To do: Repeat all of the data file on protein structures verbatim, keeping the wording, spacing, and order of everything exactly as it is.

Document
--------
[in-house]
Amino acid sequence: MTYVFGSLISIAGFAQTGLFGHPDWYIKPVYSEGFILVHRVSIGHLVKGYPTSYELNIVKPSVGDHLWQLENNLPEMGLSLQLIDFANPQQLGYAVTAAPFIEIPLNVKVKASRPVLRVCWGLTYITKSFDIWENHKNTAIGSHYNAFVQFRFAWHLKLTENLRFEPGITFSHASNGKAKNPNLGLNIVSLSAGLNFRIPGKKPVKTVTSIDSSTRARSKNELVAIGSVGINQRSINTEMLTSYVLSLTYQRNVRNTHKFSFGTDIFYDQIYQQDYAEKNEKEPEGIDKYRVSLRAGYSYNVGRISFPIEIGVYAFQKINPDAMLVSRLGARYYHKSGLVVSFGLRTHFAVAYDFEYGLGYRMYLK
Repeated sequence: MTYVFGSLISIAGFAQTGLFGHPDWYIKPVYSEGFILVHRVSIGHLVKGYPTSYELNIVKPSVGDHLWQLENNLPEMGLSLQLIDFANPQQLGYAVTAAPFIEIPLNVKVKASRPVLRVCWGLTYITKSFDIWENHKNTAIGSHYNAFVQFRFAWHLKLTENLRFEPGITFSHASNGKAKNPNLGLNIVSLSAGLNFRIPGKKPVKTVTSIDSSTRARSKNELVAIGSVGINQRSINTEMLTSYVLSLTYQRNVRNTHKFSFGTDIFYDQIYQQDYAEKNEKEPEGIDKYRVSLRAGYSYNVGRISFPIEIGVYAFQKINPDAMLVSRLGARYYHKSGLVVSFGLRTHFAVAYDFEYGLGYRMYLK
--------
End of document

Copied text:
[in-house]
Amino acid sequence: MTYVFGSLISIAGFAQTGLFGHPDWYIKPVYSEGFILVHRVSIGHLVKGYPTSYELNIVKPSVGDHLWQLENNLPEMGLSLQLIDFANPQQLGYAVTAAPFIEIPLNVKVKASRPVLRVCWGLTYITKSFDIWENHKNTAIGSHYNAFVQFRFAWHLKLTENLRFEPGITFSHASNGKAKNPNLGLNIVSLSAGLNFRIPGKKPVKTVTSIDSSTRARSKNELVAIGSVGINQRSINTEMLTSYVLSLTYQRNVRNTHKFSFGTDIFYDQIYQQDYAEKNEKEPEGIDKYRVSLRAGYSYNVGRISFPIEIGVYAFQKINPDAMLVSRLGARYYHKSGLVVSFGLRTHFAVAYDFEYGLGYRMYLK
Repeated sequence: MTYVFGSLISIAGFAQTGLFGHPDWYIKPVYSEGFILVHRVSIGHLVKGYPTSYELNIVKPSVGDHLWQLENNLPEMGLSLQLIDFANPQQLGYAVTAAPFIEIPLNVKVKASRPVLRVCWGLTYITKSFDIWENHKNTAIGSHYNAFVQFRFAWHLKLTENLRFEPGITFSHASNGKAKNPNLGLNIVSLSAGLNFRIPGKKPVKTVTSIDSSTRARSKNELVAIGSVGINQRSINTEMLTSYVLSLTYQRNVRNTHKFSFGTDIFYDQIYQQDYAEKNEKEPEGIDKYRVSLRAGYSYNVGRISFPIEIGVYAFQKINPDAMLVSRLGARYYHKSGLVVSFGLRTHFAVAYDFEYGLGYRMYLK